My dear brothers and sisters in Christ, good and bad things happen to us in this life. How easily we ask, “Why do bad things happen to me?” but we never ask, “Why do good things happen to me?” We tend to focus exclusively on the “Why’s?” of the bad moment partly because we are trying to meet the expectations of everyone else but God’s.
God has made us in His image and likeness and for Himself, He has redeemed us in His Son Jesus Christ as His children, and has given us a participation in His Spirit of goodness. At every moment of our lives, good or bad, God has high expectations and great demands on the way that we respond to life’s events. In short, we are called to be saints in these events, “For this is the will of God, your sanctification.”(1Thes 4:3) God expects that we freely choose a way of life patterned after His Son by the power of the Spirit that He has given to us in Jesus Christ.
If we are to meet God’s expectations for us at every moment, we must have unshakable faith in these truths: “God knows me and all that I am going through now. He knows the good that I can do with His grace and the evil that I can endure and overcome with His grace.” Such a faith must be backed with a convicted resolution not to disappoint Him by the help of His grace.
Sometimes we will fail Him and not meet His expectations. Rather than despair, we return to those truths and beg God to stamp them deeper into our hearts. Moments of failure and trial call us to deeper faith that God know our strengths and weaknesses more than we do and He never rejects us but He is ever ready to forgive us and to give us the needed grace to do the good and overcome the evils of our lives. He is ever faithful, “God is faithful and He will not allow you to be tempted beyond your strength, but with the temptation will also provide the way of escape, that you may be able to endure it.” (1Cor 10:13) He knows well our desire to do good, to overcome evil, and to love Him because all these good things come from Him. Above all, He knows what His grace can do in us if in all the moments of our lives we are resolute to meet His expectations alone and not that of the world or our self-seeking goals.
There is a heaven and a hell because God has gifted us and has great expectations of us. We choose hell when we choose to ignore the power of God’s gift, to be uncaring about meeting God’s expectations of us in this life, to seek our own goals alone and to ignore the call to strive to do the good that He has gifted us to do and to endure and overcome the evil that we can.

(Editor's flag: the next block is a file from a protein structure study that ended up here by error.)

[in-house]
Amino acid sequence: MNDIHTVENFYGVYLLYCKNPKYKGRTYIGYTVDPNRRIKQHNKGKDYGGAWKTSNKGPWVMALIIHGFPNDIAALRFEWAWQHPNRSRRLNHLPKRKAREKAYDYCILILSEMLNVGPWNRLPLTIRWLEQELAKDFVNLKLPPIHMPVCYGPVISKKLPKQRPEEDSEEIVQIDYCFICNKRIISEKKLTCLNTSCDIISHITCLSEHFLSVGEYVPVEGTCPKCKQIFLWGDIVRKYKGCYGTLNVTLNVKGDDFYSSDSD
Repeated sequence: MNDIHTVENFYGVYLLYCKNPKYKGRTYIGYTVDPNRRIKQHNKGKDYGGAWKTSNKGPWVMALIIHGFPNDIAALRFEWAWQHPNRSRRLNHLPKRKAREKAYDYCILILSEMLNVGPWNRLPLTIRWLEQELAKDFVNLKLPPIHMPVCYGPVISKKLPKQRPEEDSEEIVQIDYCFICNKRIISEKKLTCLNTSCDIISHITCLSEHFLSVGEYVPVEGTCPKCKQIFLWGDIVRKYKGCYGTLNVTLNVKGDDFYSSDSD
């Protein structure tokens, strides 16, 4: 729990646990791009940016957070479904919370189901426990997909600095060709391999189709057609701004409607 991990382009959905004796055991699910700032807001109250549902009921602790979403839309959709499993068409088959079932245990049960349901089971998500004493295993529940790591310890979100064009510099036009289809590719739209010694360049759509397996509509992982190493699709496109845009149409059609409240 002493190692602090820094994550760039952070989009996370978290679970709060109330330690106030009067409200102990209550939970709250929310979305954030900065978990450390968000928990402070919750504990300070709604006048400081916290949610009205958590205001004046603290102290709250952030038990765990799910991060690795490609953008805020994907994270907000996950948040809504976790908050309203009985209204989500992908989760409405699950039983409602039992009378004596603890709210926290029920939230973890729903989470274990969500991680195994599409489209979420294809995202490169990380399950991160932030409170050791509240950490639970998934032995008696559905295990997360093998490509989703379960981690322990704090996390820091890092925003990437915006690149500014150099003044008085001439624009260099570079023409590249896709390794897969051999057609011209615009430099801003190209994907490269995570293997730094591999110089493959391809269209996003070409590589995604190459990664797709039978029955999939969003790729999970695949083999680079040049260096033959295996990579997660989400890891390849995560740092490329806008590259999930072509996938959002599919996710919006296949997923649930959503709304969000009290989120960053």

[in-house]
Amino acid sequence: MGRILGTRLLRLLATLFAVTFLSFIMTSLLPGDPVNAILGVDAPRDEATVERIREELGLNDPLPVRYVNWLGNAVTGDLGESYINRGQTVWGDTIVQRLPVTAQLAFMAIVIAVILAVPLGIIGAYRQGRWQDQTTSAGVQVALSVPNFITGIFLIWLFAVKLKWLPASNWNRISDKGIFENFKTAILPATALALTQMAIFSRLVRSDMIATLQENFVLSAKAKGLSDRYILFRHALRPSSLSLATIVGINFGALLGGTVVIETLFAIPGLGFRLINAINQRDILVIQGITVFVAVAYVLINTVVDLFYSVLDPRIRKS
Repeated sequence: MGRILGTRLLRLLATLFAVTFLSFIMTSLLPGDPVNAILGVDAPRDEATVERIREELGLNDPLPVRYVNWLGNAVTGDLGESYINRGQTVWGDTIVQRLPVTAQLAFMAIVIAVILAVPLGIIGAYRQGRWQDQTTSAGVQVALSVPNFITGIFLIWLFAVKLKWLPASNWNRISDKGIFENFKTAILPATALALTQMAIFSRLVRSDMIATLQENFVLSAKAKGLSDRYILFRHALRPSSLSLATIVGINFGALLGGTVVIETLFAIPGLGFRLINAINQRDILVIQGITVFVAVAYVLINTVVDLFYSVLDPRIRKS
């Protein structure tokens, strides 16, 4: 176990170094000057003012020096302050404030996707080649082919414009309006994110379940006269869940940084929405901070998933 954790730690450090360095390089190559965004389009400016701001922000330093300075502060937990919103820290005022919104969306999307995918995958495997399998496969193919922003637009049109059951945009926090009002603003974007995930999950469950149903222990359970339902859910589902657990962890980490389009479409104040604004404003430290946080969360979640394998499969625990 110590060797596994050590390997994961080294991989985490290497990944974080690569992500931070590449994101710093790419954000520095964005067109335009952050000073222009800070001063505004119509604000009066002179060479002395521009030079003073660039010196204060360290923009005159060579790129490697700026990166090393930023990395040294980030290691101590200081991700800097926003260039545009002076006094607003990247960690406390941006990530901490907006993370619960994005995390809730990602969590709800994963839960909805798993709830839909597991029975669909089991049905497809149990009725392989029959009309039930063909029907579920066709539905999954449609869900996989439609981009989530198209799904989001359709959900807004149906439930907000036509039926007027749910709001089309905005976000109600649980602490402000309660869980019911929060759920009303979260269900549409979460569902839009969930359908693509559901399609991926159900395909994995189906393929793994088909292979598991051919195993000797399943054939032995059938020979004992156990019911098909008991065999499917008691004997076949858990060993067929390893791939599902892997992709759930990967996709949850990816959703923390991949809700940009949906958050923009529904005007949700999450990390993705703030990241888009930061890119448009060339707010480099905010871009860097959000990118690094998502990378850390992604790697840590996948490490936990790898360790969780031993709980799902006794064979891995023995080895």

God gave Mary the greatest good, the author of grace Himself, Jesus Christ. She too had her good and bad good moments in life. She fled into Egypt with Jesus, looked for Him for three days, and journeyed with Him to Calvary. But she met God’s expectations from her, even when He expected her to silently watch her Son die the most unjust death on the Cross and to consent in faith and love to His death for our salvation. She no longer asked the question she asked many years earlier in the Jerusalem temple, “Why have you done this to us?” but she lived with the conviction that God knew her well, “He has regarded the lowliness of His handmaid.” She can teach us this lesson and impress it deep in our hearts if we look to her at those moments when life deals us its bad blow.
The Eucharist is an encounter with the God who knows us and all that we are going through in life today. He knows the good that we can do and the evil that we can endure and overcome by the grace that He pours into our hearts today. Our lives too can have a beautiful ending despite all the ups and downs of life if only we are firmly resolved to meet His expectations now and always by the grace that He offers to us in this Holy Sacrifice of the Mass.
Glory to Jesus!!! Honor to Mary!!!